Our first winter was about MVP testing, and our numbers were what we consider to be humble. We pulled in around 10k€ total (Jan 1k, Feb 4k, Mar 3k, Apr 2k). Second winter was a bit better, bringing in about 20k€ total (Jan 3k, Feb 9k, Mar 5k, Apr 3k). That's definitely not exponential growth but we're seeing a potential product market/fit.
Having revenues only during one season is a challenge, so we tried to expand to other mountain activities (like mountaineering, hiking etc.) but couldn't find the same demand we had for the ski platform. We're now focusing all our efforts on the ski platform, but have come to realize that we need to be very lean and patient, and have another job to survive :).
What are your goals for the future?
Our goals are to reach profitability and hopefully pay ourselves a little bit in 2020. A target of 100k€ seems reasonable if we keep running an extra lean operation, which seems feasible. Doing the product development myself saves a lot of money.
As mentioned, we have to and do have other jobs, so the main challenge will be to find time to keep this fun project alive.
What are the biggest challenges you've faced and obstacles you've overcome? If you had to start over, what would you do differently?
We got instructor acquisition all wrong. We're admittedly bad business developers, so we should have had a sales guy in our founding team.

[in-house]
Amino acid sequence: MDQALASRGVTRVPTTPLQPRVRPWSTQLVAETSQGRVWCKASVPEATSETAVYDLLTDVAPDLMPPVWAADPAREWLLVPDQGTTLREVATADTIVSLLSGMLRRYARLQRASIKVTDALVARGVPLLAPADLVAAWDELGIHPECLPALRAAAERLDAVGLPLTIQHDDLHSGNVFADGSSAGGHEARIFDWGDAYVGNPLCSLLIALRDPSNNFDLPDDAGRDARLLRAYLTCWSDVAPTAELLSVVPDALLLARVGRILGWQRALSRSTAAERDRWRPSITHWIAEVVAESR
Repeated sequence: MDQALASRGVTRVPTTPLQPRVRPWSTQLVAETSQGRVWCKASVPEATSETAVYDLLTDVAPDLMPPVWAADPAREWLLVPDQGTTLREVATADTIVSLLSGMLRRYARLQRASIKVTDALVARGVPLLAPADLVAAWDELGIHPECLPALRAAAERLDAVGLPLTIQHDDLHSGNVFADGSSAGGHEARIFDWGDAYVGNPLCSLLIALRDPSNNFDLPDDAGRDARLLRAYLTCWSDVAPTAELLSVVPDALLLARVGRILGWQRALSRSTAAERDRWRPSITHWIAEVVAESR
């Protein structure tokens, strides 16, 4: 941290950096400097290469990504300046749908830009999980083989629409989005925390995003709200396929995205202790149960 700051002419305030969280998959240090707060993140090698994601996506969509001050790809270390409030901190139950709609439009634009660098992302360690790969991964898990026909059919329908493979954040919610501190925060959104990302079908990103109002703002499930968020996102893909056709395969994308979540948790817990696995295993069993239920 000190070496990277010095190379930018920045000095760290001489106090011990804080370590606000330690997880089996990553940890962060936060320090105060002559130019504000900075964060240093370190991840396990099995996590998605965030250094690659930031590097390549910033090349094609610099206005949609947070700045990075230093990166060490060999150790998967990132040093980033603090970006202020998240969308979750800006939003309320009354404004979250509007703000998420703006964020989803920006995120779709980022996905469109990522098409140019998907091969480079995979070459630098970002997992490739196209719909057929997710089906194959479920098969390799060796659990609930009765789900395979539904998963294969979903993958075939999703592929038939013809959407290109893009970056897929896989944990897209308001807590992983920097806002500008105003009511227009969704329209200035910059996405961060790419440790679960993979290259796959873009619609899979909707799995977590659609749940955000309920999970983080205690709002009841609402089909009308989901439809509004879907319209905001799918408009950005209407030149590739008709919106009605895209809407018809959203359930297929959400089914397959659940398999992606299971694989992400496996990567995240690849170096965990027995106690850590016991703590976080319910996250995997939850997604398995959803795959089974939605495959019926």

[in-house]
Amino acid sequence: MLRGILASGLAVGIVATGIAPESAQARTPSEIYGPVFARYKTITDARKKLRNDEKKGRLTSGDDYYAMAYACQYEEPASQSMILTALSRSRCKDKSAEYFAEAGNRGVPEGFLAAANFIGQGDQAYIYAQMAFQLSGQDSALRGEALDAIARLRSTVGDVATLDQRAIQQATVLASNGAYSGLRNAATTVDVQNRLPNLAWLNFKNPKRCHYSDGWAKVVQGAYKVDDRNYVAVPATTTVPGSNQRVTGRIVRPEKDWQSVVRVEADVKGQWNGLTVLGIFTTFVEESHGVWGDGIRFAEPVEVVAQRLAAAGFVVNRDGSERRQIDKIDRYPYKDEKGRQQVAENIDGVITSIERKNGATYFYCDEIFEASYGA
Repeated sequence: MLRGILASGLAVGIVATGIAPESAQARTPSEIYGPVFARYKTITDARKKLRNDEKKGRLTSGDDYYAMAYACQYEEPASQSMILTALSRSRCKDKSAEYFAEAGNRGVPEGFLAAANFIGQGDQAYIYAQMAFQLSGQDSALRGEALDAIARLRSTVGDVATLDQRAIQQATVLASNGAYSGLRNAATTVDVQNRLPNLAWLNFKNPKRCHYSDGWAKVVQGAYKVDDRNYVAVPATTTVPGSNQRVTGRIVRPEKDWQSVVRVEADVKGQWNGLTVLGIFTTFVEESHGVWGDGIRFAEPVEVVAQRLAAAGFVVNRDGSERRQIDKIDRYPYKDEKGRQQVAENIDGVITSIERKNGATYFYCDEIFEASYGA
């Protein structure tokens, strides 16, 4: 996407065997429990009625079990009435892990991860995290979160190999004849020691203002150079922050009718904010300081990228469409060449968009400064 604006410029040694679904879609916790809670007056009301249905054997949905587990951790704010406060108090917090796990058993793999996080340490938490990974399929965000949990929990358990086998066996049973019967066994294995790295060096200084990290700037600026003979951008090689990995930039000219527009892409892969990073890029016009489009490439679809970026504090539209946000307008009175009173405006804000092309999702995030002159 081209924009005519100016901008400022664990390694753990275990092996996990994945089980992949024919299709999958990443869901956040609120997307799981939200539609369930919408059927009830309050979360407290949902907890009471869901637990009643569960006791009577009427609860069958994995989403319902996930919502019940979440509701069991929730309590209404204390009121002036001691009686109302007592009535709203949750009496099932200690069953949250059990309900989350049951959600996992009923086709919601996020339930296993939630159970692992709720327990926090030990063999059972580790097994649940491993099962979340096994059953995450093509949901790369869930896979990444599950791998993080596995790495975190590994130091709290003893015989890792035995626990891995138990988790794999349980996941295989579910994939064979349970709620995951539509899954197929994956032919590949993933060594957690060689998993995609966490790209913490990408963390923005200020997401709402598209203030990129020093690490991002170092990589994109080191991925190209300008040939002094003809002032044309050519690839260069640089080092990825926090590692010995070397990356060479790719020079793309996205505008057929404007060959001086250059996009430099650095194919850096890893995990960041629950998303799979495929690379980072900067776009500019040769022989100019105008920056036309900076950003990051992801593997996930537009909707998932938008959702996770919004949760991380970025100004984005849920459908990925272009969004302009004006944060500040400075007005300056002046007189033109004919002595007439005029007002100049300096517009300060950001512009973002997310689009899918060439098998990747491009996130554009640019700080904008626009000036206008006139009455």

Building the entire platform for mountain activities only to find out that the market was not big enough was also a bit of a blow. We thought we could replicate easily and move into other outdoor activities, but it's never that simple. There's no such thing as copy/pasting in the startup world :D.
Have you found anything particularly helpful or advantageous?
Being the person responsible for building the product, I needed to be extremely focused. Reading Deep Work: Rules for Focused Success in a Distracted World helped me find a productive routine.
What's your advice for indie hackers who are just starting out?
If you're building a tech product, make sure to have a tech person on your team. It will save you a lot of money and stress. Also, keep in mind that marketplaces are hard because you have twice the amount of work. Do you best to plan for that.
Above all else, try to enjoy the journey ;).
Where can we go to learn more?
—, Founder of Booctin